Spotlight on: Elastolin J Figures

04 August 2008
imports_CCGB_elastolinjfigures_65194.jpg Elastolin J Figures
We take a look at the German products of Elastolin. ...
Spotlight on: Elastolin J Figures Images

If you’re interested in the earliest production of any toy figure manufacturer, it can be tricky to pin down dates and production runs. Not so with the German products of Elastolin: with typical German thoroughness, the company changed the colour of the bases over the years, allowing the collector to identify with ease the age of a particular figure in 7cm and where it comes in terms of the overall factory output.

The very earliest production revolved around that popular period of the Wild West. It was in its heyday in the 1950s, with cinemas and comics recounting the exploits of redskin and paleface. Later on the television would take up the challenge of bringing buttes and braves into the front room.

The years 1952-56 saw the German company produce a number of cowboys and Indians in the so-called J series to fuel the market desire for such things. These were the halcyon days, when figures were painstakingly hand-painted in Germany, and when quality control was high. Such figures are easily identified because their bases are essentially dark green in colour. This wasn’t a uniform green, however, but rather a mixture of greens and dark hues, according to which pigments were mixed up in the mould. Thus you won’t find two identical; but you will find a tiny embossed J set in a recessed circle on the underside of the base. (The next series of bases, which spanned 1955-61, were of a pale green and gold hue and lacked the little J.)

Elastolin IndiansAccording to my German friends who know more about such things than I, the actual letter J is a misnomer and it should read ‘I’. The reason? Well, the ‘I’ stood for Izerguss, the method utilised in the pouring of the material into the moulds. However, collectors are in the habit of referring to them as J figures.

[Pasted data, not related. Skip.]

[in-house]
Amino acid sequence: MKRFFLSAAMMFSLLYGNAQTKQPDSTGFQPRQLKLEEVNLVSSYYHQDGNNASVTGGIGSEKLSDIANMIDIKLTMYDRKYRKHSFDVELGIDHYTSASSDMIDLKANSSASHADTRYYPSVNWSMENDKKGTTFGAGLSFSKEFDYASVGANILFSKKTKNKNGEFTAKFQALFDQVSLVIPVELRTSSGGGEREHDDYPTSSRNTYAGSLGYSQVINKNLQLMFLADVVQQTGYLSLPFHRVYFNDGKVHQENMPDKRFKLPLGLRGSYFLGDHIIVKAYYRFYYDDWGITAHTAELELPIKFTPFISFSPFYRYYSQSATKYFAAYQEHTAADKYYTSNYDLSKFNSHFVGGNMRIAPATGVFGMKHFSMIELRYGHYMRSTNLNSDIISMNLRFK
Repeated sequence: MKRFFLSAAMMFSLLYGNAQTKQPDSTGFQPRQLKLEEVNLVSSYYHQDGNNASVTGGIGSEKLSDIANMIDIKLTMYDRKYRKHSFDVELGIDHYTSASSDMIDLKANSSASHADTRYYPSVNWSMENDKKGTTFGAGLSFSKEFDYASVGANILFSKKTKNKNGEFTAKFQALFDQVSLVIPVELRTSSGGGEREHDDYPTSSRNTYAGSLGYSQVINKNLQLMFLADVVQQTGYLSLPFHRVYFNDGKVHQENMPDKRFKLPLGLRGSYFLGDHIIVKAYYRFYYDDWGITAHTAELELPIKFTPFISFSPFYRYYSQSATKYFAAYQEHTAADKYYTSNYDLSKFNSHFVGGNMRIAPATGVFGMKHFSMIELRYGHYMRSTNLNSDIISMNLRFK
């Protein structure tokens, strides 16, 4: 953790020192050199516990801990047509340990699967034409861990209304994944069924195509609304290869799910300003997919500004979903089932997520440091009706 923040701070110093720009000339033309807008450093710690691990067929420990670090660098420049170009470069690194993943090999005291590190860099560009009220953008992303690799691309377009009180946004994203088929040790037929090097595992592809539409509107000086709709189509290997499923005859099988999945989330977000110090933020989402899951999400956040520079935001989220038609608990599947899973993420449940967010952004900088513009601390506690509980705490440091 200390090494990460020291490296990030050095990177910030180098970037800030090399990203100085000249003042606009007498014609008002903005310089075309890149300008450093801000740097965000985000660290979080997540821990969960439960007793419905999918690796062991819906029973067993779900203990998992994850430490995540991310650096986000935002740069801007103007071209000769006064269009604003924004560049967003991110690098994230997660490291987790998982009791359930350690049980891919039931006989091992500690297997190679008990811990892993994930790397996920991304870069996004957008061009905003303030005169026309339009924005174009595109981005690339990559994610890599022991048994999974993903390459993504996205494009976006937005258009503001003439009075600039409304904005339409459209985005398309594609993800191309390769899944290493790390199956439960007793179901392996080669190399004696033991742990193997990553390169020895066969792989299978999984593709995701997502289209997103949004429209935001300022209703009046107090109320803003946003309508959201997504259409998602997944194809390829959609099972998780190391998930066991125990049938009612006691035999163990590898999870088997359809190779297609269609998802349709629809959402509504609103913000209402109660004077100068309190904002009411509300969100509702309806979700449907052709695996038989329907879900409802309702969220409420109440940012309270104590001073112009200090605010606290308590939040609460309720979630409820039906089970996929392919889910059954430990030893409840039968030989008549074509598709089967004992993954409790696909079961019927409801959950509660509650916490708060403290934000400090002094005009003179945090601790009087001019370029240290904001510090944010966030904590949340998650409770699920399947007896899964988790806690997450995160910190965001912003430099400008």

Part of the interest in this early production lies in the painting. Here we have figures painted in solid colours, as opposed to the paint-and-wipe techniques that were used a little later on. Thus we have bold, colourful finishes, with great attention to detail. This was the era that saw painters take the trouble to paint in the whites of the eyes, as well as the eyeballs, for example. Later figures would lose the white. Moreover, the palette utilised was broad: Indians may boast up to eight different colours, according to the model in question.Elastolin Indians

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It would appear that the painting of the cowboys and Indians, whilst at first sight arbitrary, actually followed a logical sequence. Shoe colour would appear elsewhere on the model, for instance. The fun lies in tracking down variations in the colour schemes adopted. Given that these figures are just about a half century old, they’re not too hard to find, although a variety of fragile appendages often means that something is broken on a figure. In terms of price, you can get most figures for under £20; one or two of the rarer items will cost double that. The range, though, is finite and comprises a dozen figures. The paint varieties, though, number considerably more… happy hunting!



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